P > P1 P2 P3 P4 P5 P6     (Energy can not be destroyed)

Efficiency:

As a general rule; efficiency (η) for any system can be simply defined as the ratio between “What we get” on “What we pay for” multiplied by 100 to get result as a percentage (%), or

        What we get
η = ————————   x 100
        What we pay for
 
Applying this on above mentioned example to get
 
      P3 – (P5 P6)
η = —————— x 100
              P
Efficiency (η ) for gas cookers is around (30 to 55 %), while for electric heating cookers is around (50 to 65 %) and for electric induction (see electrical engineering basics) cookers is around 80 to 90 %.
Note:
Above mentioned efficiencies are approximate values for guidance only and may vary from manufacturer to another. Manufacturer should be checked for actual equipment efficiency

Sensible & latent heat:

When we add heat to water inside a pot (Fig.1.4), water temperature rises inside the pan. This energy is called “Sensible heat“, where it is sensed as water temperature rise. As higher the heater or burner power

 

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Fig.1.4 Water boiling 

, as faster the water temperature rise. When water temperature reaches 100 ºC, water start to boil and evaporate. Although the heater is still heating the water, the thermometer reading stay at constant temperature which is the boiling point at 100 ºC. The heat added to water after reaching100 ºC is used to change water from liquid phase to gas phase (steam), this energy does not increase temperature and is called “Latent heat“. If we continue heating, all water will be evaporated with constant temperature 100 ºC, for that when we boil food, it is recommended to start at maximum level of heater or burner power, and just water start to boil we have to reduce heater power where it will be adequate to keep water boiling at 100 ºC (which is maximum cooking temperature in food boiling under atmospheric pressure), and will save energy and reduce water evaporation which means water saving also.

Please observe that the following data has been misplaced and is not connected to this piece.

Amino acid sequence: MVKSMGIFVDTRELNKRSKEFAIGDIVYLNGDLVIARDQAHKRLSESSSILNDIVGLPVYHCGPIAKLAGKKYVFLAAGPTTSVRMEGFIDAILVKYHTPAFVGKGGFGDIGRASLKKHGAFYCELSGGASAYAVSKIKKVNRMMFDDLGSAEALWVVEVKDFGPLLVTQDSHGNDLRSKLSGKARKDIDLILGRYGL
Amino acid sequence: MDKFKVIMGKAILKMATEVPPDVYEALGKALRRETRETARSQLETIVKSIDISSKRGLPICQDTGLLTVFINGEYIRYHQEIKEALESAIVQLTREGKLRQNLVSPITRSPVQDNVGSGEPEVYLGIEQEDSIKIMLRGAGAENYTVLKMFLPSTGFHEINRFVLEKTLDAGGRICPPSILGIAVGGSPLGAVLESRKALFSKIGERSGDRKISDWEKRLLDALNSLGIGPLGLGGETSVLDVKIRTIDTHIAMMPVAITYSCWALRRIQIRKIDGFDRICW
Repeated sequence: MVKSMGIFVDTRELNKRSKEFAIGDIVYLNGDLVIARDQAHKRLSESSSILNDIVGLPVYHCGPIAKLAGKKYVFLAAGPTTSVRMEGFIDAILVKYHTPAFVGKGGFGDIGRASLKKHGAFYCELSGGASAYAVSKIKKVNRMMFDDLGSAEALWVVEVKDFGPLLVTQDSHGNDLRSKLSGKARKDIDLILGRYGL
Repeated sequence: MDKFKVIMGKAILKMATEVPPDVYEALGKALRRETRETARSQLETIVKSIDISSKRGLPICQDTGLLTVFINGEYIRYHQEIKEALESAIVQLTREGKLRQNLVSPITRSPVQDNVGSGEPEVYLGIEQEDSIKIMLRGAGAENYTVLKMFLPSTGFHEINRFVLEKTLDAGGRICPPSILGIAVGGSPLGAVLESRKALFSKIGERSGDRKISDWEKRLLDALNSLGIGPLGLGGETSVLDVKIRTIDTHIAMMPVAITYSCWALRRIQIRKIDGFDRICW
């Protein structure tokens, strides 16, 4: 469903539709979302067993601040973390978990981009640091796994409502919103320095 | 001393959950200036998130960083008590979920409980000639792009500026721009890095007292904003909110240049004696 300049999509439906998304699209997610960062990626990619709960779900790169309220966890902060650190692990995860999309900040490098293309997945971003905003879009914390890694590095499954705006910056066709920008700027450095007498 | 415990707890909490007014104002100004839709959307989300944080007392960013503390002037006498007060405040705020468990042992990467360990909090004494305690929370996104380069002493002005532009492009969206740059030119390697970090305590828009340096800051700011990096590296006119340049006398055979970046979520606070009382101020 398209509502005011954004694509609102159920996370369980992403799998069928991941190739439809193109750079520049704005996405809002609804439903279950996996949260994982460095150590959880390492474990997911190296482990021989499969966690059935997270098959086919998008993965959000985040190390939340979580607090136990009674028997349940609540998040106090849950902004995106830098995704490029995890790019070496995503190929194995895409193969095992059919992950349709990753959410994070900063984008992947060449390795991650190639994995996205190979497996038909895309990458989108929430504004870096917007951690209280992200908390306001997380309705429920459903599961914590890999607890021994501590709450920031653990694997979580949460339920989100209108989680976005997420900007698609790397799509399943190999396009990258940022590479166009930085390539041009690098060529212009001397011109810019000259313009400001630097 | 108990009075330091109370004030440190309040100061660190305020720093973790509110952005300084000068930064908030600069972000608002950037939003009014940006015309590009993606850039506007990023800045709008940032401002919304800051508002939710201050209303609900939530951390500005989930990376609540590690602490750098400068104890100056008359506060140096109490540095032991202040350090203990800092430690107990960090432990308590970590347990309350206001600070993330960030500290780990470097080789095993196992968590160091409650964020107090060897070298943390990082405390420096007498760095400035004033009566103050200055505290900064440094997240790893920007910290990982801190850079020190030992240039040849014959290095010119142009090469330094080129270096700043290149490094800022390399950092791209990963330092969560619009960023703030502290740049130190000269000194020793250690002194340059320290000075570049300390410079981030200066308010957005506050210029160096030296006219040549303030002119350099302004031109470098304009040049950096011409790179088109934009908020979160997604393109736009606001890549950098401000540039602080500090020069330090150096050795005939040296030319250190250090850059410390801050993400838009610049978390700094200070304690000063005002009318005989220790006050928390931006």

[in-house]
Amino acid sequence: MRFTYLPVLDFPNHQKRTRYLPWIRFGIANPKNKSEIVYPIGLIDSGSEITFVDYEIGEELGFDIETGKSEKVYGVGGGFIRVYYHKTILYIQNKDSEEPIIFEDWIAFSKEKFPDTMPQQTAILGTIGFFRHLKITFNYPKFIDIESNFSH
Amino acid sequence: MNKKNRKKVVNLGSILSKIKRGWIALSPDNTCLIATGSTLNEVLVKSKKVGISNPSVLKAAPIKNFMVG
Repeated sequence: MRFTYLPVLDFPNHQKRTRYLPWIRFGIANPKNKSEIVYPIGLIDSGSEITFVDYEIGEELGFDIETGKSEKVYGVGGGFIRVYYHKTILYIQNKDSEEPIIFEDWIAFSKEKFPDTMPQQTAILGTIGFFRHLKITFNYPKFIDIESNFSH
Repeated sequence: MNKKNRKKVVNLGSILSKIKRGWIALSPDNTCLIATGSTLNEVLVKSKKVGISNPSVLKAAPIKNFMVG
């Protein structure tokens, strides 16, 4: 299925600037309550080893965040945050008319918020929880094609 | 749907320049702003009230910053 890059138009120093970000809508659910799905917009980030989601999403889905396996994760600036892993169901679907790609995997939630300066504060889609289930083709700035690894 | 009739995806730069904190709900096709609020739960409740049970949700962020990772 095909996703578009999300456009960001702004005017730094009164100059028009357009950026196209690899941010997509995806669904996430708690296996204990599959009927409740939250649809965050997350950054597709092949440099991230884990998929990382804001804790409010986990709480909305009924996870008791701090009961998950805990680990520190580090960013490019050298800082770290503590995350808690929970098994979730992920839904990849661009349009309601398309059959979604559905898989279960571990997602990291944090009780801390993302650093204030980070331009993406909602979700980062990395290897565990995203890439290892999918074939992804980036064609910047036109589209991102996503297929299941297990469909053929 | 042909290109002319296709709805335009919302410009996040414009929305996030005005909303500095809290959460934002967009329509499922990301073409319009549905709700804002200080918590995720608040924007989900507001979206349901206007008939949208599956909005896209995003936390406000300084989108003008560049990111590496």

Boiling under pressure:
Water boiling point is affected by surrounding pressure, in sea water level the atmospheric pressure equals 1 bar (1 atmosphere), at this pressure water is boiling at 100 ºC. If surrounding pressure is increased, water boiling point will be increased and vise-versa, i.e. at higher pressures than 1 bar, water boiling point will be higher than 100 ºC. This is the basic idea of pressure cooking pans which reduce cooking time. Pressure cooking pans have sealed cover to prevent steam escaping from pan which increases pressure inside the pan and accordingly boiling point. This will increase water temperature (e.g. to become 110 ºC), which speed up cooking of food in less time than ordinary or pressure-less boiling.
 
 
Calorific value:
Calorific value is simply the amount of energy stored in a unit mass of fuel (solid, liquid or gas), or in other words calorific value is the amount of energy released during combustion of 1 kg of fuel. The following table shows some types of fuels and their approximate calorific values in MJ/kg (MJ = Mega joules):
 
Fuel type
Calorific value (MJ/kg)
Butane
46
Propane
46
Natural gas
39.6 (MJ/m3)
Gasoline
44
Diesel oil
41
Grease
41
Charcoal
35
Wood
18